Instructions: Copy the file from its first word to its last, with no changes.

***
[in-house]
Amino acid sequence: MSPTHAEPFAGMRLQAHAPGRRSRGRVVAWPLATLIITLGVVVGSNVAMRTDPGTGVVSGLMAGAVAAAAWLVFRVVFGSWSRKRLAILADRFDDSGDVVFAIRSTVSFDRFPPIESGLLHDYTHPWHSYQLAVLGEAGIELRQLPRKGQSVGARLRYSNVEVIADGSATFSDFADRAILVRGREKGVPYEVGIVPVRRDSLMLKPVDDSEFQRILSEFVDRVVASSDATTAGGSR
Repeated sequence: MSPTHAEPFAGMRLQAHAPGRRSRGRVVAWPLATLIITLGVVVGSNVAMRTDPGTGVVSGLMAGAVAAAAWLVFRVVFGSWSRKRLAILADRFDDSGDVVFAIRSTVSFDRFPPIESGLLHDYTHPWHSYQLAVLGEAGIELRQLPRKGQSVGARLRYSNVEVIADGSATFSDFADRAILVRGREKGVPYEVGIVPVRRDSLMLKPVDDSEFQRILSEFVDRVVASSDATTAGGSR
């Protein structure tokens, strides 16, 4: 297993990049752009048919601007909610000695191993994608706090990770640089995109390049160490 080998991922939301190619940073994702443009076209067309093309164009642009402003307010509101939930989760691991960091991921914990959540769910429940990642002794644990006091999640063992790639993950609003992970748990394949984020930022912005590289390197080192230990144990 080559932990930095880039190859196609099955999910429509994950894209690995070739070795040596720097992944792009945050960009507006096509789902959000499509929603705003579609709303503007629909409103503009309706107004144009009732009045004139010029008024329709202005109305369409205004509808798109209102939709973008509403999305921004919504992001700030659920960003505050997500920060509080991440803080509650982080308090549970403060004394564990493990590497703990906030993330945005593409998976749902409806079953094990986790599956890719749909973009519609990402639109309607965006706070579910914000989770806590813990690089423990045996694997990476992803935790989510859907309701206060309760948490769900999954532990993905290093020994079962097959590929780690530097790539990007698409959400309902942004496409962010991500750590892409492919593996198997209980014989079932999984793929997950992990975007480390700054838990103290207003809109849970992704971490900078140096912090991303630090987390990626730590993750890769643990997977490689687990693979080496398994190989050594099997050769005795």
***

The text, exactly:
[in-house]
Amino acid sequence: MSPTHAEPFAGMRLQAHAPGRRSRGRVVAWPLATLIITLGVVVGSNVAMRTDPGTGVVSGLMAGAVAAAAWLVFRVVFGSWSRKRLAILADRFDDSGDVVFAIRSTVSFDRFPPIESGLLHDYTHPWHSYQLAVLGEAGIELRQLPRKGQSVGARLRYSNVEVIADGSATFSDFADRAILVRGREKGVPYEVGIVPVRRDSLMLKPVDDSEFQRILSEFVDRVVASSDATTAGGSR
Repeated sequence: MSPTHAEPFAGMRLQAHAPGRRSRGRVVAWPLATLIITLGVVVGSNVAMRTDPGTGVVSGLMAGAVAAAAWLVFRVVFGSWSRKRLAILADRFDDSGDVVFAIRSTVSFDRFPPIESGLLHDYTHPWHSYQLAVLGEAGIELRQLPRKGQSVGARLRYSNVEVIADGSATFSDFADRAILVRGREKGVPYEVGIVPVRRDSLMLKPVDDSEFQRILSEFVDRVVASSDATTAGGSR
């Protein structure tokens, strides 16, 4: 297993990049752009048919601007909610000695191993994608706090990770640089995109390049160490 080998991922939301190619940073994702443009076209067309093309164009642009402003307010509101939930989760691991960091991921914990959540769910429940990642002794644990006091999640063992790639993950609003992970748990394949984020930022912005590289390197080192230990144990 080559932990930095880039190859196609099955999910429509994950894209690995070739070795040596720097992944792009945050960009507006096509789902959000499509929603705003579609709303503007629909409103503009309706107004144009009732009045004139010029008024329709202005109305369409205004509808798109209102939709973008509403999305921004919504992001700030659920960003505050997500920060509080991440803080509650982080308090549970403060004394564990493990590497703990906030993330945005593409998976749902409806079953094990986790599956890719749909973009519609990402639109309607965006706070579910914000989770806590813990690089423990045996694997990476992803935790989510859907309701206060309760948490769900999954532990993905290093020994079962097959590929780690530097790539990007698409959400309902942004496409962010991500750590892409492919593996198997209980014989079932999984793929997950992990975007480390700054838990103290207003809109849970992704971490900078140096912090991303630090987390990626730590993750890769643990997977490689687990693979080496398994190989050594099997050769005795």